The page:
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In recent weeks, I have been trying not to comment on Agile Project Management and Agile Project Manager topics, on LinkedIn and other social media sites. I have been successful in avoiding these discussions, well, most of the time. But 

Agile Project Management, Agile Project Manager

This morning, in the shower, the following thought came to my wet head. Maybe the water was too cold, I do not know. Here it is:

Capital Projects

In capital projects (facilities projects), and at least in project owner organizations,

  • We have a project manager; responsible C2C (Concept to Closure).
  • The person could change along the life cycle but there is a PM, ONE PM.
  • This PM is assisted by a PMT, project management team (some call it temporary PMO).
  • During the engineering phase, we have an engineering manager.
  • Next, in the construction phase, we have a construction manager.
  • During the commissioning phase, we have a commissioning/start-up manager.
  • All of the above report to the PM or the Project Executive (Sponsor)

Technology/Software Development Projects

In comparison, when we look at IT, or software development projects, and in owner’s organizations, we see a contrast. For example,

  • We, typically, DO NOT have a PM covering the project C2C. 
  • Maybe someone from a business unit does some initial work.
  • Maybe another person in another unit does more work.
  • All of the above, reporting to their functional managers.
  • Then comes the IT work, or the development phase.
  • For this phase, typically an IT(?) department will handle.

((( development phase would be somewhat equivalent to the construction phase or maybe engineering/construction)))

  • During this development phase, the team could follow many product development approaches, such as scrum, waterfall, etc.
  • Some think there are only two approaches Waterfall or Agile, but that is for another discussion.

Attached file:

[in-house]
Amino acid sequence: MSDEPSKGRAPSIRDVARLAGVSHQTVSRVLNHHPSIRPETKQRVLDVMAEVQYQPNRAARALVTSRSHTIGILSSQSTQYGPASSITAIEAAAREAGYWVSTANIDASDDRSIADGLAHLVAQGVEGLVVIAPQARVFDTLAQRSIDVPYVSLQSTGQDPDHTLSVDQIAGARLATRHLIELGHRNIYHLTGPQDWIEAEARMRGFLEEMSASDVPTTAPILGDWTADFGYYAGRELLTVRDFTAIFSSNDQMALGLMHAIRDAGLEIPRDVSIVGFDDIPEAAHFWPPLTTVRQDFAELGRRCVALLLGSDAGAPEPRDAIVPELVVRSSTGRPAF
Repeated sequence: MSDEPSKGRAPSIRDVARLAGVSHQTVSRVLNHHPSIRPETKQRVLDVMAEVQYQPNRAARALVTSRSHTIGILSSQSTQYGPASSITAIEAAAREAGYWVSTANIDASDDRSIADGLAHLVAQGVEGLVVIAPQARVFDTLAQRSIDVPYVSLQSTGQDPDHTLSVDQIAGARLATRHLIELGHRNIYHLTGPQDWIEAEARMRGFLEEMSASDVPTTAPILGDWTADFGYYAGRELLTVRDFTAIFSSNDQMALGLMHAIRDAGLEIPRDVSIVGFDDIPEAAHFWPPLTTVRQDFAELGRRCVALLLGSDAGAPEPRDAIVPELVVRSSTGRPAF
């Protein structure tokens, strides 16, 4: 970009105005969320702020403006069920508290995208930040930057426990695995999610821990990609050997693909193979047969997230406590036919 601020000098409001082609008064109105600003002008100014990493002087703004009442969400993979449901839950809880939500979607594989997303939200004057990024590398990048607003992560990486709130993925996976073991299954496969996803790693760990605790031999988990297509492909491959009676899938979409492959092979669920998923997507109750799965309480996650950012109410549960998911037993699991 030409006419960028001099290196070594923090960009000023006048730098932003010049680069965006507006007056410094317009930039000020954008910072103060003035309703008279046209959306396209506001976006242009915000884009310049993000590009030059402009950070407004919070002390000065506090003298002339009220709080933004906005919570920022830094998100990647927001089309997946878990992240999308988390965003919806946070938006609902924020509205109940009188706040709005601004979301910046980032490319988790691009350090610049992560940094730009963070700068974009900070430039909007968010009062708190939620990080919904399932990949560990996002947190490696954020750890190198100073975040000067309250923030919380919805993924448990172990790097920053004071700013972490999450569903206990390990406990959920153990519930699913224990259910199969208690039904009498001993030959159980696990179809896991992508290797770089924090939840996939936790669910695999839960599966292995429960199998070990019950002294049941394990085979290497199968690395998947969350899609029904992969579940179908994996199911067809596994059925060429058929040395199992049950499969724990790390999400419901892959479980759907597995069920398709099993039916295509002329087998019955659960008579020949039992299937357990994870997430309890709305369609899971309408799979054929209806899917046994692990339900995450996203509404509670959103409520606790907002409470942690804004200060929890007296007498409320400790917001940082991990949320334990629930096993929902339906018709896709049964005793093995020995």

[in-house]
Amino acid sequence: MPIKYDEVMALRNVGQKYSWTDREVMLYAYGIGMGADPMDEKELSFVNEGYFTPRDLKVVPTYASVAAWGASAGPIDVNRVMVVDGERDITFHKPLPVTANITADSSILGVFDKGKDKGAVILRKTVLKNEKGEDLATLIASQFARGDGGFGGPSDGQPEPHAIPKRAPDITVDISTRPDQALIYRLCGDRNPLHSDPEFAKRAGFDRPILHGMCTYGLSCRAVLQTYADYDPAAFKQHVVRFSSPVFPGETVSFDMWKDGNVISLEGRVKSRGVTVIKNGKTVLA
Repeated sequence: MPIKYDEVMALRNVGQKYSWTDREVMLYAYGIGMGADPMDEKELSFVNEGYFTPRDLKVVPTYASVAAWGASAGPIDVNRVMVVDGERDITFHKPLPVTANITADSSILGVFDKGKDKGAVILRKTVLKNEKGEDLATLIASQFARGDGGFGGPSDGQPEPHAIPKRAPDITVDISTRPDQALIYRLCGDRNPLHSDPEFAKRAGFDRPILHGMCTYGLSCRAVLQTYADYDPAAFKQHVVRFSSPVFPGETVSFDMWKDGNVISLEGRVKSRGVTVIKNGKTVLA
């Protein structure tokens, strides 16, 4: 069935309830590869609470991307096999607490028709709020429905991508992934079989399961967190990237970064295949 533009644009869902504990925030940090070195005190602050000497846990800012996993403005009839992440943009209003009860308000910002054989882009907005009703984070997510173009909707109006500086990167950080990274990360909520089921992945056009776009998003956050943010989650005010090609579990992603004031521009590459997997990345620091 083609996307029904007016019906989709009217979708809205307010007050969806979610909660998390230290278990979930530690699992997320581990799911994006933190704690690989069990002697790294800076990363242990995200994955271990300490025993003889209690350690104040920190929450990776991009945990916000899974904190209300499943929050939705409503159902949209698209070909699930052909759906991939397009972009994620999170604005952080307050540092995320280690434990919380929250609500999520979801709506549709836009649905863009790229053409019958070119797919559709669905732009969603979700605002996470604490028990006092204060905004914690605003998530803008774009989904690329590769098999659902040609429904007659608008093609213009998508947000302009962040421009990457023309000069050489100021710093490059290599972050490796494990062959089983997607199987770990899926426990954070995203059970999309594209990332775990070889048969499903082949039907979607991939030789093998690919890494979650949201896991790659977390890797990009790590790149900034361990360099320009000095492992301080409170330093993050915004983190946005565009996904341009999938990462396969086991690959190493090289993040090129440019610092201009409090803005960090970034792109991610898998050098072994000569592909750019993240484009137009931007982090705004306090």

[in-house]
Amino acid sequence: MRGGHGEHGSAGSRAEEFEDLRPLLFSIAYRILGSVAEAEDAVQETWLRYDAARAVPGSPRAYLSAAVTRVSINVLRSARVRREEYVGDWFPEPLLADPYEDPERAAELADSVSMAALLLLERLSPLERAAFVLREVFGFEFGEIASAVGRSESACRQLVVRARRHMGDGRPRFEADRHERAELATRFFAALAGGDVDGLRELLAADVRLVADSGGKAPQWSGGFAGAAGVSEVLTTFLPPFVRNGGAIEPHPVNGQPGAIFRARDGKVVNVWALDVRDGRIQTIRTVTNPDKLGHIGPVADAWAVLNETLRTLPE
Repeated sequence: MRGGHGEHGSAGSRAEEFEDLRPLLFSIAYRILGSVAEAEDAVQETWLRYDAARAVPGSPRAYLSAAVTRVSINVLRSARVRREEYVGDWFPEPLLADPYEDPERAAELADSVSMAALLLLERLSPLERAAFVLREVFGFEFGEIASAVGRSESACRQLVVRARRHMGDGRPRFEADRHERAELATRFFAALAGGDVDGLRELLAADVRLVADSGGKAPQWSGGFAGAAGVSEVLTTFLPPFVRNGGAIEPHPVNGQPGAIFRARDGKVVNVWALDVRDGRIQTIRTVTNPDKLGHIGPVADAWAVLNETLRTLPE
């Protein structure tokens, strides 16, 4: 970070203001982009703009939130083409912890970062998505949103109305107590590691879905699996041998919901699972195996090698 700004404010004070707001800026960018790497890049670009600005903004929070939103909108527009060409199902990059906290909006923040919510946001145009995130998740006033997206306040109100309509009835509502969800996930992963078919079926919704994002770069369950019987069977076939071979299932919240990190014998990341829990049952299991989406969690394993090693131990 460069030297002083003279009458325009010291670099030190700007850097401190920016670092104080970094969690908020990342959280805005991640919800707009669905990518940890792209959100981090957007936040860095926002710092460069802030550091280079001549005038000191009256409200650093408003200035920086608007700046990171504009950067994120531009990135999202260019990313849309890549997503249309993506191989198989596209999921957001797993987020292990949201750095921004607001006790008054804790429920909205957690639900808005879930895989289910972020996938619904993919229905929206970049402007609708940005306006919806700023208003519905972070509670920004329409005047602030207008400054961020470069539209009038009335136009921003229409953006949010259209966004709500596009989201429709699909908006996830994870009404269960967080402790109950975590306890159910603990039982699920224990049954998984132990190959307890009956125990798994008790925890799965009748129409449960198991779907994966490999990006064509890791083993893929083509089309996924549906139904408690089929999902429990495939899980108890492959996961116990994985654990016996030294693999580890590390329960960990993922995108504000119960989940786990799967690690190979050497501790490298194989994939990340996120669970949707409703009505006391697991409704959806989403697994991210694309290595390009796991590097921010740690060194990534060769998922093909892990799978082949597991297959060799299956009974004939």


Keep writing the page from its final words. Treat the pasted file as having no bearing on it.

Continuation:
• Let us go with the flow and say: during the development work we follow the “Agile XYZ”,
  • What should be the title of the person leading this work?

If we compare to capital projects, the person leading this work should be called development manager; or something like that. However, in the absence of a project manager position, the common practice is to call this person a Project Manager. However, this person is NOT managing the whole project, he or she is managing only a PHASE. Yet, we hear about Agile Project Management and Agile Project Manager, which technically not logical. In other words, there is NO Agile Project Manager because there is NO Agile Project and NO Agile Project Management.
Before moving on, if it is not obvious yet, in one industry we give a manager of a project phase the proper title (engineering manager, construction manager), whereas in another industry we give a bigger title (project manager); it is kind of arrogance is not it?

What is the relevance?

On the surface, it does not matter what title you give that person, you can even call them POTUS or Chief Executive Officer of the Universe. However, many of the debates revolve around using the title Project Manager for that person.
In retrospective, Agilists have been bombarding us with articles about Agile Project Management and Agile Project Manager to the point where we are disgusted with their snake oil recipes and incompetent posts (not everyone but a large percentage).
The irony is that many of those Agilists are now bombarding us with posts with topics such as “we do not need a project manager in Agile”, and we read about “RIP Agile PM”. It seems like those Agilists created an imaginary hero, and now they brought their kryptonite, sorry Kraptonite to kill this mythical hero.

Closing Comments

Agility, repeat, agility, business agility, project agility, is a great concept and have been used for decades without the “trendy name”. Project Manager needs to be agile when necessary and firm when it is essential. In other words, the great project managers are those who believe in Adaptive Project Management. Those who have the expertise and competence to know when to be agile or firm, when to use a hammer or a screwdriver, when to use MS Project or Primavera, etc.
However, Agile, well maybe all we do here is to refer you to this previous post and videos.
In conclusion,

  • Do we need an Agile Project Manager? If pigs can fly, why not.
  • Is there an Agile Project Management? Maybe in LaLa land.

In order to have successful projects that deliver products to help organizations realize benefits, we need methods, tailored project management methods, that help us manage a project C2C, E2E. We need to support these methods with OPMS, organizational project management system, with the right level of governance, policies, guidelines, and organizational records. Let us get real, in the real world. If you want fantasy, go to Disney.


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